ATLANTA — Gregg Popovich keeps it 100.
And on Monday, the Spurs coach, who’s never been shy about sharing his thoughts on racism and social issues, used his platform to discuss the importance of playing on MLK Day in the city of Atlanta.
“Dr. King, he was truly a person who was interested in making America great for everyone,” Popovich said.
“He understood that racism was our national sin, and if everybody didn’t come together it would bring everybody down, including white people. That promise that he basically demanded for America to fill from way back then is what put us on the road to make America great. At the same time, we all know the situation now. And I think he’d be a very, very sad man to see that a lot of his efforts have been held up and torn down. It doesn’t matter if you’re looking at the Voting Rights Act or the ridiculous number of people of color who are incarcerated.”
The Spurs and Hawks were a part of the 22 teams that played on the national holiday that commemorates King’s legacy. NBA players throughout the league were seen wearing “I Have A Dream” shirts, which featured a quote on the back from King’s famous speech from Aug. 28, 1963, at the Lincoln Memorial in Washington D.C.
NBA stars like LeBron James, Kevin Durant and Warriors coach Steve Kerr shared their thoughts on MLK on Monday, but it was Popovich who was the one to speak at great length about Donald Trump and racism in America.
“(Racism) is insidious and it’s still our national sin that we have to work on,” he said. “Every time I hear somebody say they’re not a racist, you know they are. So, those are some of the thoughts I have on this day. You want to be happy for some things, but current circumstances make it very difficult to clap too much.”
Popovich was in his third year at the Air Force Academy when Dr. King was assassinated and reflected on where he was when he heard the news.
“I could remember sitting in a room with other second classmen, or juniors, and it was just disbelief more than anything, especially given the speech that he had already given. It was just silence, and no one could speak. That’s what I remember most,” Popovich said with tears in his eyes.
The conversation concerning social issues and sports dominated the news last year. Players and coaches of different genders and colors took their turn across the sports world to share their beliefs and ideas about whether or not sports were the right place for such a serious conversation to be had.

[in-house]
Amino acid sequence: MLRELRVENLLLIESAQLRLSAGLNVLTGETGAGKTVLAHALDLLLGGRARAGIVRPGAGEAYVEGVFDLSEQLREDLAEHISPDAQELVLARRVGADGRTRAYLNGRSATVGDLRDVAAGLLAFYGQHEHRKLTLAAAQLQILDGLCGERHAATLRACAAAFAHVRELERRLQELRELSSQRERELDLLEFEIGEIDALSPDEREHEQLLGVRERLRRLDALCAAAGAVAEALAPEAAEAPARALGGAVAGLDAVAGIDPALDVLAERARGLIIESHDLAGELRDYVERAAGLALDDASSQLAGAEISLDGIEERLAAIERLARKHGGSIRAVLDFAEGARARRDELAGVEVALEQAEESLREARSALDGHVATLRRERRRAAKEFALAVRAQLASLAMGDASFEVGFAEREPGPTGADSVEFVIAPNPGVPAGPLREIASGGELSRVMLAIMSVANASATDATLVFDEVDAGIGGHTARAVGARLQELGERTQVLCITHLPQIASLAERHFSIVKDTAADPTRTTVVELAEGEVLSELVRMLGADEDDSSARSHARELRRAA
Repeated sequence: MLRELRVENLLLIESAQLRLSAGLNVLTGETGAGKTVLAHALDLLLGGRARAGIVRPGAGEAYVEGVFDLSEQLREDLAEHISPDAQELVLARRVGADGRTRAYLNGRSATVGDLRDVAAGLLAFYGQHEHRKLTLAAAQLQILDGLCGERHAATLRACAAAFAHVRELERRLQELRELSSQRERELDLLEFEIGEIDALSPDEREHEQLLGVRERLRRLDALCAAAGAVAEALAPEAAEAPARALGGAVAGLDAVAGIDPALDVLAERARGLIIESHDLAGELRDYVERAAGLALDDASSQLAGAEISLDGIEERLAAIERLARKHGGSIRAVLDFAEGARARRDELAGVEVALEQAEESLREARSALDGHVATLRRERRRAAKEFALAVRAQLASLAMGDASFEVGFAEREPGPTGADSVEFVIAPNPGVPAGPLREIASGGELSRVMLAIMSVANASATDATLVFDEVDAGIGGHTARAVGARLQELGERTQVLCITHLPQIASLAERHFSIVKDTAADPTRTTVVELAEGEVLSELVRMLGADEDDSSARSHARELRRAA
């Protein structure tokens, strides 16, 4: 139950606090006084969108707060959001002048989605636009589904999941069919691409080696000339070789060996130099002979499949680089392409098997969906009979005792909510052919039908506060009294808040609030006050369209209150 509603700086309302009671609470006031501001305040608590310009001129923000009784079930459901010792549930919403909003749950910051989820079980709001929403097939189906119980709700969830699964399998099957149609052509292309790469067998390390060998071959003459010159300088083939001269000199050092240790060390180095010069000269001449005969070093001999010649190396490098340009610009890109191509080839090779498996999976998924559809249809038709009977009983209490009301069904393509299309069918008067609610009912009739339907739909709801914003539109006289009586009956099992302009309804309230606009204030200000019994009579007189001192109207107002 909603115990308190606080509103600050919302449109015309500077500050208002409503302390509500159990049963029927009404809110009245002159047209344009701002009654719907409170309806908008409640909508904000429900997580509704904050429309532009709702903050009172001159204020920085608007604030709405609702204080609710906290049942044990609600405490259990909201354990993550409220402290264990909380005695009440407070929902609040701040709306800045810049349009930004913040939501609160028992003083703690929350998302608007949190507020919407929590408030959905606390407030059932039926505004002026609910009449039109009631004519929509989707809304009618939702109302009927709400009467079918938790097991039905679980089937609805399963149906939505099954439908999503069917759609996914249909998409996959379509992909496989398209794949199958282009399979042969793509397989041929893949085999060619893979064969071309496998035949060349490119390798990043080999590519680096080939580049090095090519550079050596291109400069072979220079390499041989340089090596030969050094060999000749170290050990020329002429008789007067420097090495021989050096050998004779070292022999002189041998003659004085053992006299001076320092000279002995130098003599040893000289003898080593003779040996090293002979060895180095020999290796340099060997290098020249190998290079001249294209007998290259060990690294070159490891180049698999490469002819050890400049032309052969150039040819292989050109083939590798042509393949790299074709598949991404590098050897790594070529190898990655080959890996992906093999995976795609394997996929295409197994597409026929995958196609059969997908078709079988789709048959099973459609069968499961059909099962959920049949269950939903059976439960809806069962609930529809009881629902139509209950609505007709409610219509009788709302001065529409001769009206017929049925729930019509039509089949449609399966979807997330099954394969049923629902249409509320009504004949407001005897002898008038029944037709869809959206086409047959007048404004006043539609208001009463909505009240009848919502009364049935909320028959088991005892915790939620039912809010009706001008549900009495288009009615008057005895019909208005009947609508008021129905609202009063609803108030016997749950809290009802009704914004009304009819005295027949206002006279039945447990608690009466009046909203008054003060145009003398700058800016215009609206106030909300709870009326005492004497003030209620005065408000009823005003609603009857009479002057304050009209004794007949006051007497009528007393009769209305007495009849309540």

And in the NBA, a league that’s dominated by men of color, it’s been Popovich, an older white man, who has been the loudest voice when it comes to consistently pointing out injustices and using his platform to speak on inequality, racism, politics and Trump.
“I think we all have a responsibility to call out injustice and racism,” he said. “This whole little deal we’re going through now with comments about African countries and so on and so forth. You can argue all day and you can see some of his (Trump) sycophants dodge and weave, and all that sort of thing. You can argue that he is or he isn’t, but what really is disgusting to me is that, even if you wanted to see he is not a racist. Or as he says, he’s the least racist of anybody, and I still don’t understand that term. But, he certainly is willing to wield race like a weapon and use it for his own purposes, whether it’s Charlottesville, or whether it’s the comment he just made, or that you can’t believe what they’re finding in Hawaii about Obama’s birth certificate.”
“Pop” was preaching on Monday.
“No matter what it is, he’s willing to use it as a weapon for a certain number of people who will vote for him for his own selfish reasons. And it shows that what he really cares about is himself. It has nothing to do with America or anybody else, it’s about puffing himself up and making sure that in his own disingenuous and cynical way he satisfies a group. And that’s what I find really dangerous and really disgusting. The way he uses his comments, and then will tell you that he’s not a racist. It’s mindboggling, but it’s pretty darn obvious that he isn’t fooling anybody.”
It will be interesting to see if 2018 will be a continuation of what 2017 was in terms of how sports and social issues were intertwined.
But, there is one thing I do know.
We need more Gregg Popovich.
Because in a time in which it seems like many have forgotten what Dr. King was truly all about, Popovich is one man that’s trying to keep his dream alive.
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